Saturday, July 17, 2010

Where Is That Ringing Coming From?

In the 21st century, we have stores devoted entirely to choosing cellphones and proper 'plans'. It is now a fundamental need of many in our society to carry little computers in their pockets. Significant sums of money are devoted to the purchase, utilization and worship of the latest, and for what appears to be the briefest of moments, the greatest in technological achievement.

To put this in context, my phone is a relic. It has no 'data' plan and does little more than permit me to speak with others without a telephone cord. I don't do text messaging. I still have not quite mastered the art of searching for my phone contacts. I did not program these contacts, and would be without any alphabetical list were it not for the assistance of my family.

I am proud to report that I have taken many pictures with my phone. However, almost every one is of the inside of my pocket. Those few that have been taken intentionally, remain locked inside my own world as I have no idea how to send the images to the rest of society. I am always told that most applications are intuitive. What the hell does that mean?

Over the past several weeks, we have had numerous family discussions about upgrading our phones and our plans. It seems that every time a new phone is acquired, one must pledge allegiance to a particular carrier for a period of years. Like LeBron, Dwyane and Chris, my entire family has now played out our contracts. We are free agents on the phone market.

Jo and I enter the Verizon store. There is much energy and enthusiasm among the gathered throng. I listen to animated conversations about the size of this piece, the narrowness of that one. I hear mention as to the clarity of the picture. There is talk of Droids and similar other worldly sounding pieces. I know that all of this has significance, but for the life of me, I can't find the on-off button on the phone at which I am staring.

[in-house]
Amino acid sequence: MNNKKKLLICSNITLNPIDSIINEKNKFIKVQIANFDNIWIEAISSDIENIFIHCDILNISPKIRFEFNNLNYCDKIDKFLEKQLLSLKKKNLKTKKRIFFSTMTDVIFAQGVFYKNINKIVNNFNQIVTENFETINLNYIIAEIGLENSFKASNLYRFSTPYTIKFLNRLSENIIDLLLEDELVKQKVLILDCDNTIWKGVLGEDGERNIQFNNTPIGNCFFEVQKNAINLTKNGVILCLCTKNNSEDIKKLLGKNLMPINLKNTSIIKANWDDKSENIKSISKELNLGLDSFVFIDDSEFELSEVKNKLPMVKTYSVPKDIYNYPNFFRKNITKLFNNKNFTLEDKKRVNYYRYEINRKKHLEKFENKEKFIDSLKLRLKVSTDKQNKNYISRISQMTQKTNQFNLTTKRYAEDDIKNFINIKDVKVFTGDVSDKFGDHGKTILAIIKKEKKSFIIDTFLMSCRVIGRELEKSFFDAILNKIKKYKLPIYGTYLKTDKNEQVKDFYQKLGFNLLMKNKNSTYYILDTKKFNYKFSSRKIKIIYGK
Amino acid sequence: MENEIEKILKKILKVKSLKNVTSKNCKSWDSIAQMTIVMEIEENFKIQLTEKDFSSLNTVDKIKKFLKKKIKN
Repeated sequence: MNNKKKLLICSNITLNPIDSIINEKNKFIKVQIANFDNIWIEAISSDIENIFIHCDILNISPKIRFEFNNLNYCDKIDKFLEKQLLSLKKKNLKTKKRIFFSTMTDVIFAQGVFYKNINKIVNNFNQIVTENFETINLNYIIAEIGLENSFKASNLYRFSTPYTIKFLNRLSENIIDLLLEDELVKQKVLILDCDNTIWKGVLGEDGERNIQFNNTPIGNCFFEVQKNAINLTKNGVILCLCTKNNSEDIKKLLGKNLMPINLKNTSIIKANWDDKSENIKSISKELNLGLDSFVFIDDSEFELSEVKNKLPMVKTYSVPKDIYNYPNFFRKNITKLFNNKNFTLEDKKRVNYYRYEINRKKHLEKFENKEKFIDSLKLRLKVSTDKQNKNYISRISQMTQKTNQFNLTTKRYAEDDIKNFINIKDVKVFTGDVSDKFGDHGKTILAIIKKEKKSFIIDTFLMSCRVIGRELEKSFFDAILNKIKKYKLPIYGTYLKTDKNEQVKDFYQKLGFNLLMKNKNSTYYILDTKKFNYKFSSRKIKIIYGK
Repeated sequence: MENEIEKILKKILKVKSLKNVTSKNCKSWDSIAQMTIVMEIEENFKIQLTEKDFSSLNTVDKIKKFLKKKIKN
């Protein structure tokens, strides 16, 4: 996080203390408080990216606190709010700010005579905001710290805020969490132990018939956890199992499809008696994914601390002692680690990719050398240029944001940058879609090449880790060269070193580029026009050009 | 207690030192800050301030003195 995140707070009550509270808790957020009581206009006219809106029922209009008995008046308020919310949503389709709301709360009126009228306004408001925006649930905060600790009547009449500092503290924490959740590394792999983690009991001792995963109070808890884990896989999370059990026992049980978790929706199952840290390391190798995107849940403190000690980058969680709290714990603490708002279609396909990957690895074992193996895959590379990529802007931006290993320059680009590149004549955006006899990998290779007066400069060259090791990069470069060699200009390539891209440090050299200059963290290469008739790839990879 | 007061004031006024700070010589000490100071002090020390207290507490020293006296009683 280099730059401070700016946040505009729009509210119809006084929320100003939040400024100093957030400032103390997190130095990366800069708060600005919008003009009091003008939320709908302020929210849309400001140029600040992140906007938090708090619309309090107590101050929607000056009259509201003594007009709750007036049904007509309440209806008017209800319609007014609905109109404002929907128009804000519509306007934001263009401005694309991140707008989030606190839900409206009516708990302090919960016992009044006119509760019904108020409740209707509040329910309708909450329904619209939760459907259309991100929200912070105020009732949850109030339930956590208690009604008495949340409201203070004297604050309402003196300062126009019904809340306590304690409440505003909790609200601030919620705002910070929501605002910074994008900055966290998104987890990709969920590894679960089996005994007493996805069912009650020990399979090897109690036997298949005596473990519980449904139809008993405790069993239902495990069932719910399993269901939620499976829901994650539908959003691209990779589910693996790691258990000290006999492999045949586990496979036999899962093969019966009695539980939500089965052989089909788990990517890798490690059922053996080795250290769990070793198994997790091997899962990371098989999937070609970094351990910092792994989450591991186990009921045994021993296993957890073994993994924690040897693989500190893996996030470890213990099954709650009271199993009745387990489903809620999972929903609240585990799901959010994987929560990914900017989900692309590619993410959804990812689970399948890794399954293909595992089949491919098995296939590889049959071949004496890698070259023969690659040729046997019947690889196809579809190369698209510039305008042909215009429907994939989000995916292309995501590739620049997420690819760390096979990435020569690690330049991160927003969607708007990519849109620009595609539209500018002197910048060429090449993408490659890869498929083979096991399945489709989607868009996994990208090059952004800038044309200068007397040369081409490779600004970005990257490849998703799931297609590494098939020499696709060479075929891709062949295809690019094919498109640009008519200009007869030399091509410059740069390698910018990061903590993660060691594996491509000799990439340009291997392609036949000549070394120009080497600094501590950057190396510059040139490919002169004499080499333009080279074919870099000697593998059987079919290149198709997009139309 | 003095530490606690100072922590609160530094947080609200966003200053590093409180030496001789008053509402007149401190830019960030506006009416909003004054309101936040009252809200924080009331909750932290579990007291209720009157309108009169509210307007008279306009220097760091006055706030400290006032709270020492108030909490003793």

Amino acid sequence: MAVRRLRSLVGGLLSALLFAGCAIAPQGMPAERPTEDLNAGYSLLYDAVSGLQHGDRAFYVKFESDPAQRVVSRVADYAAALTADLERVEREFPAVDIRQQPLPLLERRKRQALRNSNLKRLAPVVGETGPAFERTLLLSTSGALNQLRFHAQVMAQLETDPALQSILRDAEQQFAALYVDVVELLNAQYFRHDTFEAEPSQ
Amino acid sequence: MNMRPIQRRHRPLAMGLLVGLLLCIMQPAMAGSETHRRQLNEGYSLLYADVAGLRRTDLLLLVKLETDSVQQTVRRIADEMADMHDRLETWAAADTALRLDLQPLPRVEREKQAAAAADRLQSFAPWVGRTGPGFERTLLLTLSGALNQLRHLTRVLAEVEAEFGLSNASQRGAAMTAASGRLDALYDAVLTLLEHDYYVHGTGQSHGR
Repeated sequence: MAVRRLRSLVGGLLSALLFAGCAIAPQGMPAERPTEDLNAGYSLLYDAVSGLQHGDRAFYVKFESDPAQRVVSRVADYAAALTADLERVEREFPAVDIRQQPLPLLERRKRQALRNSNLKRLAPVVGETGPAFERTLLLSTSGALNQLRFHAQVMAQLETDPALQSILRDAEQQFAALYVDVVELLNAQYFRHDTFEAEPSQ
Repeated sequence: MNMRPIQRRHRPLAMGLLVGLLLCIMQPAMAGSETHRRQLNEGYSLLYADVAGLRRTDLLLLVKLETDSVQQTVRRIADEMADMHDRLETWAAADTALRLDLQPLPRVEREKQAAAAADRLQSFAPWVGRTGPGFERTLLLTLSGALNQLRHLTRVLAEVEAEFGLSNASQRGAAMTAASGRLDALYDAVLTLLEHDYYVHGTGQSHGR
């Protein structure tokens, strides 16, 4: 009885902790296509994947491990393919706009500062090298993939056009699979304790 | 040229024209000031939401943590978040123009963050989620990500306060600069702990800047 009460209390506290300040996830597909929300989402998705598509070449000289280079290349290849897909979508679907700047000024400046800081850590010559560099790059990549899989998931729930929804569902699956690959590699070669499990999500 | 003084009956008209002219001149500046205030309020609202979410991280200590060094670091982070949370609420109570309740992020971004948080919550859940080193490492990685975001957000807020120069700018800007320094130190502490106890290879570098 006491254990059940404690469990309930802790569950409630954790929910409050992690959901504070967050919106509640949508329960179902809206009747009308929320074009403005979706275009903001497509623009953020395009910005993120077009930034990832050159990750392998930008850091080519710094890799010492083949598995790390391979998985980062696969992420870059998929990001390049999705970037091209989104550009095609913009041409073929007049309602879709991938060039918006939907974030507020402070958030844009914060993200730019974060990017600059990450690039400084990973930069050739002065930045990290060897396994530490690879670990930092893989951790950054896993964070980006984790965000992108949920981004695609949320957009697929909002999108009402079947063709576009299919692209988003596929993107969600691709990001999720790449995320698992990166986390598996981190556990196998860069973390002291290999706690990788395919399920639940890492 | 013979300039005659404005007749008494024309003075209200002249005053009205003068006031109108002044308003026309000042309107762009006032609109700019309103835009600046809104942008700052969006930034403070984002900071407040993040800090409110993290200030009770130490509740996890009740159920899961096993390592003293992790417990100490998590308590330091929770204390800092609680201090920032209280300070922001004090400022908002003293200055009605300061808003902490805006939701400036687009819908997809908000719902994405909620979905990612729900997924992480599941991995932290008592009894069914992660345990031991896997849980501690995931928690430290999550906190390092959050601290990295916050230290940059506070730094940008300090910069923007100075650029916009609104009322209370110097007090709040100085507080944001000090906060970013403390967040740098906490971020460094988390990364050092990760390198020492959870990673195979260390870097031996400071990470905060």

I watch as Jo picks up a demo model and navigates through its portal into another universe. I try, in my head, to mimic her every move.

Jo shows me how she got onto the Internet. NYTimes.com appears and she is soon turning images sideways, making them bigger and then smaller. She continues to do magic tricks for a few more minutes. She has now convinced herself, I think, that she is up whatever challenges she may encounter.

I soon step up to bat. I try to make myself almost invisible, so that those in the room won't notice that there is an imposter in their midst. I make it appear that I am totally conversant in the rudimentary functions of this lump I hold in my hand.

After a few moments, images actually appear on the screen. I quickly get the hang of moving my fingers closer together or further apart. I find the icon to be advised as to the weather in every town on the globe. I can do some things. Not a lot, but some things.

I don't want to press my luck. While it takes a little effort, I am eventually able to back out, and produce a blank screen for the next visitor. I don't think anyone has noticed me. Given my limited abilities, I consider this to be an unqualified success.

Jo and I slowly work our way out of the store and into the night air. We speak of options for each family member. We decide that I will wait a little before making a decision. I will try out what Jo buys, slowly, and see whether frustration or excitement is the prevailing sentiment. Let me dip my toe into the water, before diving in. One small step for man...

1 comment:

Richie Jay said...

One giant leap for dadkind!